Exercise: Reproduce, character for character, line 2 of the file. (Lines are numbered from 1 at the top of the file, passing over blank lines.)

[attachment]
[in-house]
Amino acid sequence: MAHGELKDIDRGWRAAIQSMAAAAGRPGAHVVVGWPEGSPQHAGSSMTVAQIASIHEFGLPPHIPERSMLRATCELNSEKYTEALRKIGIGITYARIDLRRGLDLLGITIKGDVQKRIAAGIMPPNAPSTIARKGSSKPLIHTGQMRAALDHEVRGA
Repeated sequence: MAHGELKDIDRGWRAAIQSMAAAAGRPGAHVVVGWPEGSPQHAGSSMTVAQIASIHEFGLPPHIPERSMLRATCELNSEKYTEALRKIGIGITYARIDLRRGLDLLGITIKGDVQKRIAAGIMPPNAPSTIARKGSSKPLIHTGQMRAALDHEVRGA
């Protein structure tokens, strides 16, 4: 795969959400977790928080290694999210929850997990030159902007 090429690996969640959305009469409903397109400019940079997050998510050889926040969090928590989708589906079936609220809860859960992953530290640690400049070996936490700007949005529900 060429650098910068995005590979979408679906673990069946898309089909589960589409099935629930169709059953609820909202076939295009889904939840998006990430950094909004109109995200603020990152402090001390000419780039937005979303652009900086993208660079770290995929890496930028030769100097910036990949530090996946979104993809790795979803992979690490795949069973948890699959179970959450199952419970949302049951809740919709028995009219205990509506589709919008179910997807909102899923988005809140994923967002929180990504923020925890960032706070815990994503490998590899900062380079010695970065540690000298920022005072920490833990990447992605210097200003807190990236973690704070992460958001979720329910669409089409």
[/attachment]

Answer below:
Amino acid sequence: MAHGELKDIDRGWRAAIQSMAAAAGRPGAHVVVGWPEGSPQHAGSSMTVAQIASIHEFGLPPHIPERSMLRATCELNSEKYTEALRKIGIGITYARIDLRRGLDLLGITIKGDVQKRIAAGIMPPNAPSTIARKGSSKPLIHTGQMRAALDHEVRGA